Facebook announced that its translation systems are now fully powered by neural networks – computing systems that are loosely modeled after the neurons in the human brain, moving away from the traditional phrase translation model.
Prior to using neural networks, Facebook used the phrase-based machine translation models. In these old translation models, sentences were broken down into individual words or phrases. One of the drawbacks of these old translation models, according to Facebook, is that they can only take into account several words at a time, leading to poor translations between languages with different word orderings.
The neural networks, on the other hand, consider the entire context, typos, slang and abbreviations of the source sentence, creating more fluent and accurate translations. For instance, Facebook’s English-to-Spanish neural network can translate “tmrw” – short for tomorrow – into “mañana.”
Below is an example of the translation produced by the Turkish-to-English phrase-based machine translation model:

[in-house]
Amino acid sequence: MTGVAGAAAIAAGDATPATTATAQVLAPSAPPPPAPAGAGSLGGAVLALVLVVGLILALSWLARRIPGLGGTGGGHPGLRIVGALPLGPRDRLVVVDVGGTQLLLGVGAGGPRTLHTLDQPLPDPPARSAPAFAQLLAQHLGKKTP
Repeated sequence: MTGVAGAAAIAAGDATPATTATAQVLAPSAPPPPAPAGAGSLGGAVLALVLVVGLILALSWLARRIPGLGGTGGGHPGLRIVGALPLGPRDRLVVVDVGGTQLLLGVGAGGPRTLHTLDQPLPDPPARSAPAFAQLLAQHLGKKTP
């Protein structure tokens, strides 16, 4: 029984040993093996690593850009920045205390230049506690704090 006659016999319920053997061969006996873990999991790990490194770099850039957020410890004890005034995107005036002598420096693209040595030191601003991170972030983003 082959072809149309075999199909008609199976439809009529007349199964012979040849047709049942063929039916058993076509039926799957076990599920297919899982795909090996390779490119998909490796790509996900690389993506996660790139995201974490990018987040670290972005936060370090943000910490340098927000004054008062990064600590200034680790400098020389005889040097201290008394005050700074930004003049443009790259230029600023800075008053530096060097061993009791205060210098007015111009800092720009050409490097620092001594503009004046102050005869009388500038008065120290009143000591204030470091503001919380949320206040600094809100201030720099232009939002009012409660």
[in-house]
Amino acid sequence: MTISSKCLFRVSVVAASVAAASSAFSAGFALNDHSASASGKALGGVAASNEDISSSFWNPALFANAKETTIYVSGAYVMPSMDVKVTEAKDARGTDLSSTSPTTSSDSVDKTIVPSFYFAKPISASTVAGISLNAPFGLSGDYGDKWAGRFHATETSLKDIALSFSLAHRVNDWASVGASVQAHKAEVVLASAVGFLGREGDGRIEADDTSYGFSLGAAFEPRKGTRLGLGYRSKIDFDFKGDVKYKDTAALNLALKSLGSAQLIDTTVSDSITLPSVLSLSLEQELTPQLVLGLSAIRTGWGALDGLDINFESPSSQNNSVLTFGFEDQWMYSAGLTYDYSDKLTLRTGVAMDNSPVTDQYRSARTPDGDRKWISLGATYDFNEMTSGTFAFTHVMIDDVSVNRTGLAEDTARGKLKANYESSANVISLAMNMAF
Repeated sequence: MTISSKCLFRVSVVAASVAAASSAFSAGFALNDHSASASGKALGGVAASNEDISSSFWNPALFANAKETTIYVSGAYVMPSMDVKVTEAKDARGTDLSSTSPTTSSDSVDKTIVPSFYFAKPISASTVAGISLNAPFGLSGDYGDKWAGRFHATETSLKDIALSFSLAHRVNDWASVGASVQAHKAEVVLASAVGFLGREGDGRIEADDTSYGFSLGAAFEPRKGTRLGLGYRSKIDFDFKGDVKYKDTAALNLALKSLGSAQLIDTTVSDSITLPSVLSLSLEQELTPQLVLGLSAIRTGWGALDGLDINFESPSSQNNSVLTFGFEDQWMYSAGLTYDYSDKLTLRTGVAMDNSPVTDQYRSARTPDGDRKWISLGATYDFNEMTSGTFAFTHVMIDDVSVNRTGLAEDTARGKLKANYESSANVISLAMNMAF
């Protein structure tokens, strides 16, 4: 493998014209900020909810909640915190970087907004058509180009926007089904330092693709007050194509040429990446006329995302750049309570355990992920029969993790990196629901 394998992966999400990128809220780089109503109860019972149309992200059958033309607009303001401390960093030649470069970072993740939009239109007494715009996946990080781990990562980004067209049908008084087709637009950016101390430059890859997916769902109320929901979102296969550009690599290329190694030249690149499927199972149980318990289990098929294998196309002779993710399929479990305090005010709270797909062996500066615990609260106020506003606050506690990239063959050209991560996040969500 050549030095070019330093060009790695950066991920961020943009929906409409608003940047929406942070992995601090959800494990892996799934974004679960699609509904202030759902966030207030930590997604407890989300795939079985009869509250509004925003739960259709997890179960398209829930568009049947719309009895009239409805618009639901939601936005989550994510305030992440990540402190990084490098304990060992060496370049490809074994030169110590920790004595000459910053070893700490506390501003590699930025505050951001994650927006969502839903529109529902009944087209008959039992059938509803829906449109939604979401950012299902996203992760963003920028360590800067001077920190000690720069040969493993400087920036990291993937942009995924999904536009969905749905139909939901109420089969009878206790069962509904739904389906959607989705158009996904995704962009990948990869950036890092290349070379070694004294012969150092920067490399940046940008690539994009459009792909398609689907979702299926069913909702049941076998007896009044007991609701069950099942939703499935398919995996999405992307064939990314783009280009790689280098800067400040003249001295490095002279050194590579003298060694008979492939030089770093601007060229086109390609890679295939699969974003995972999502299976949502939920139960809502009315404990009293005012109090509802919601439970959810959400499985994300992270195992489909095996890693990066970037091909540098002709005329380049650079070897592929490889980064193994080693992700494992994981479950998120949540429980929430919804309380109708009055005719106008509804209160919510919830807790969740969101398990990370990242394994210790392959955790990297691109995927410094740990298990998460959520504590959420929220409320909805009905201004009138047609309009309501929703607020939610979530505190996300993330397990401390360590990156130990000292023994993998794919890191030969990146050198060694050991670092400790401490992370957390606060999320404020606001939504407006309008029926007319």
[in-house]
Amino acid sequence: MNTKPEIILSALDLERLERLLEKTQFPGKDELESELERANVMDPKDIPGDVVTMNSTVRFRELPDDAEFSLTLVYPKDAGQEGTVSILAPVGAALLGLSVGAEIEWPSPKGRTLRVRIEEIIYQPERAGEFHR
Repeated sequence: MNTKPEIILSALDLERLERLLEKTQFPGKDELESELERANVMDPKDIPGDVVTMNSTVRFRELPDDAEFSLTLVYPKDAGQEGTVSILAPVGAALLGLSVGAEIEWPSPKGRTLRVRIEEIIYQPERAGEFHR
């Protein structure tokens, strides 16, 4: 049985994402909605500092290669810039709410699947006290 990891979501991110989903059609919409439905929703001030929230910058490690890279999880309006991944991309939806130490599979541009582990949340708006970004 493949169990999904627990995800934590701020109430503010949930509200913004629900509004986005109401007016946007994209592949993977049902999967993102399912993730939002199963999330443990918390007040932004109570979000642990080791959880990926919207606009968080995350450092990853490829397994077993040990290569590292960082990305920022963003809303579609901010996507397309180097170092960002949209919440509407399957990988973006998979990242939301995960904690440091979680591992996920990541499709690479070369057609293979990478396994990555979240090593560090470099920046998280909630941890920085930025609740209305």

Below is the translation produced by the Turkish-to-English neural network:
According to Facebook, the new neural networks now powered all of the tech giant’s backend translation systems, which produce 4.5 billion translations each day.
“Completing the transition from phrase-based to neural machine translation is a milestone on our path to providing Facebook experiences to everyone in their preferred language,” Facebook said in a statement. “We will continue to push the boundaries of neural machine translation technology, with the aim of providing humanlike translations to everyone on Facebook.”